Stanford has a similar program, except its available to entrepreneurs world-wide, called Embark. Launched in the summer of 2019, the program, which features resources from the GSB’s faculty is meant to available world-wide. “It’s not just for alums, it’s for the broader aspiring entrepreneurship ecosystem,” Zenios says.


Of course, the current elephant in the room is the global spread of the Coronavirus (COVID-19) and its impact on the markets, venture capital funding, and entrepreneurship. Wharton’s Pham equates the current situation to a Chinese proverb.

“’When the year grows cold, the pine and cypress show their quality,’” says Pham, quoting the proverb. “This Chinese proverb reminds us that many companies can grow only with plentiful resources but the evergreens thrive in market adversity. With coronavirus, we’ll see access to capital tightening for startups, who are already considered riskier by investors, and that may impact their ability to seed and scale.

“Nevertheless, lean ventures will continue to flourish if they can offer a great, unique product that scratches a real itch in the market. Overall, now is a great time to undertake a Wharton MBA and possibly start a venture as the opportunity costs are lower and our student startups can access the founder-friendly, non-dilutive funds that we offer.”


Gernon points out that in the aftermath of the Great Recession following the 2008 market crash, some of HBS’s most prolific startups were born. “Rent the Runway, Blue Apron, Plated, Grab,” Gernon ticks off examples. “That’s when you saw some of our most successful startups coming out.”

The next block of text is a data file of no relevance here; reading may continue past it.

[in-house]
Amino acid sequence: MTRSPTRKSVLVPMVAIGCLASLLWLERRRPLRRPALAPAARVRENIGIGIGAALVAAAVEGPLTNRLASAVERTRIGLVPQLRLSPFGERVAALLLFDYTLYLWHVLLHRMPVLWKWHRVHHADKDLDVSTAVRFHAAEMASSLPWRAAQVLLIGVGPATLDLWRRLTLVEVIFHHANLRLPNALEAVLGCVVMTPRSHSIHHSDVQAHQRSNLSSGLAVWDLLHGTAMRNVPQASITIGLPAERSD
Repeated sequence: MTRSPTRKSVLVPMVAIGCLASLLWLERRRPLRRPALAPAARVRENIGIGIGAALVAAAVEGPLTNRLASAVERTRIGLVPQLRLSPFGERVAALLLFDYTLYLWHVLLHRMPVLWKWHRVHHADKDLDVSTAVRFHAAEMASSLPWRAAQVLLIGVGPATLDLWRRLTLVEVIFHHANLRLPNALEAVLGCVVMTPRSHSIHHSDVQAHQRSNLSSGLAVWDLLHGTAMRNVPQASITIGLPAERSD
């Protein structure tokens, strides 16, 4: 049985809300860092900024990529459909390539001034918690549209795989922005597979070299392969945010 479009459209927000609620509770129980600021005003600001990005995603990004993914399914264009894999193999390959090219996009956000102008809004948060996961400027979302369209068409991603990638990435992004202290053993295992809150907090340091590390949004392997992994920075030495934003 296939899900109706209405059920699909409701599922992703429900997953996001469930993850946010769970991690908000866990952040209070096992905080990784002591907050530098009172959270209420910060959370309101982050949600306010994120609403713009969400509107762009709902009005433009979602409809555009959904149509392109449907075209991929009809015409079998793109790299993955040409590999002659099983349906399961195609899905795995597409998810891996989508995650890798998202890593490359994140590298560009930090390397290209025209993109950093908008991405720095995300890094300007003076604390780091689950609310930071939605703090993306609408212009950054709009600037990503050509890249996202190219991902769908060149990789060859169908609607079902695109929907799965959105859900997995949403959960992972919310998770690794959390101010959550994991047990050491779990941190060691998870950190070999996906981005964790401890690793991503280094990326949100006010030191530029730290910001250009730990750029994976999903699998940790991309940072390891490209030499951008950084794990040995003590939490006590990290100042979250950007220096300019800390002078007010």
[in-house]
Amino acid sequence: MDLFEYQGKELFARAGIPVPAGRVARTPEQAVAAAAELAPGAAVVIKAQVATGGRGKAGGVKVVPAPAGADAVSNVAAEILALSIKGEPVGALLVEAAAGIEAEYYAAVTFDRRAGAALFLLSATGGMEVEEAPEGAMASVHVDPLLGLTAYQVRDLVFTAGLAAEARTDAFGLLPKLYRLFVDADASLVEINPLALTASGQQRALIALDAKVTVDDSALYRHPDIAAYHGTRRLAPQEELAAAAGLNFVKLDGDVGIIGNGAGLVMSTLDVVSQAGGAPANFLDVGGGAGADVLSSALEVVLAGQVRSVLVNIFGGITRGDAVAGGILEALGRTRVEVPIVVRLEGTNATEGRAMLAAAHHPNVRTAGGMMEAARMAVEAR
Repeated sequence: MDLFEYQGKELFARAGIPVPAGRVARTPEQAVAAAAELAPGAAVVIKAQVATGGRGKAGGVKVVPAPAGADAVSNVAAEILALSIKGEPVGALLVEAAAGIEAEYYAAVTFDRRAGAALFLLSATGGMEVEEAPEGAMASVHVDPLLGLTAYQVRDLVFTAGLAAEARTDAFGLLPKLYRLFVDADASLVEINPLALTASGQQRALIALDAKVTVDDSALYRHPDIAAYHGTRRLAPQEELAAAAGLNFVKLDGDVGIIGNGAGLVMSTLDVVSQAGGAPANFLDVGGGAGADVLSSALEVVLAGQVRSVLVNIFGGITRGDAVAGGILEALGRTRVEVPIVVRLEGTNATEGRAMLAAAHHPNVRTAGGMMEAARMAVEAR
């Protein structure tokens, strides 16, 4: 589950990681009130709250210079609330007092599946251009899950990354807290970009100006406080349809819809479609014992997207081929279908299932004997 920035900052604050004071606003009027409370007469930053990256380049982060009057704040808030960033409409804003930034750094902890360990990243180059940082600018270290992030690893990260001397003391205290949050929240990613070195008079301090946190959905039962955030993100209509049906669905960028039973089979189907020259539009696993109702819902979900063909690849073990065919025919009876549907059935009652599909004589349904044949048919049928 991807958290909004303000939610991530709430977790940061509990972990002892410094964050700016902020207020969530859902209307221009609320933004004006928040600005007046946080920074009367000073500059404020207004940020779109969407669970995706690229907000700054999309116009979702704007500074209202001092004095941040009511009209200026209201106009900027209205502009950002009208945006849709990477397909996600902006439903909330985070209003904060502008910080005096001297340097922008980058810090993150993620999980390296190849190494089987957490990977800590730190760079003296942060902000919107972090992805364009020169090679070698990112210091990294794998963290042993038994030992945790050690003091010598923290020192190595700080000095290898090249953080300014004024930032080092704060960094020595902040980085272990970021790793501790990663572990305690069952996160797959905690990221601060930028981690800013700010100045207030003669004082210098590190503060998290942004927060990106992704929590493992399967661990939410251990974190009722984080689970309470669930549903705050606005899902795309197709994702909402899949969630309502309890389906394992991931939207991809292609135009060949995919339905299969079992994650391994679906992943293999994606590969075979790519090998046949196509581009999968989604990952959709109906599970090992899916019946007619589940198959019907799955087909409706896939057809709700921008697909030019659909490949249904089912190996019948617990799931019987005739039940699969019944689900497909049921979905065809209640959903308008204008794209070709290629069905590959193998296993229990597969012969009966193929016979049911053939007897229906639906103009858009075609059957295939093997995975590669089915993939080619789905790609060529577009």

“A lot of times you hear, oh it’s a recession, nobody’s going to want to go to a startup,” Gernon continues. “I actually think that’s when you start to see people thinking about their other options and many look at startups.”

Gernon does think it could be a tough funding environment over the next year or so. May investors will likely double-down on their initial investments instead of doubling down on new ones, she says.

Stanford’s Zenios says he wouldn’t be surprised to see some new higher education-related startups popup in response to the massive shift in universities moving to online learning.

“Fundamentally, I think they will take that experience and start thinking about business ideas,” Zenios says. “I don’t know how that makes me feel as a professor, but I’m really curious to see what sort of startup ideas they’re going to be working on next year.”

See the next pages for all Top 100 MBA Startups of 2020.

Editor’s note: The original version of this article did not include Oishii Farm, founded by a UC-Berkeley Haas MBA, which is now ranked 32nd with $22.8 million in funding and Xendit, also founded by a Haas MBA, which is now 35th place with $20.6 million. It also had UC-Berkeley-founded Ping, Inc. at 98th place, missing a funding round. Ping is now listed at 36th place with $17.3 million. We regret the errors.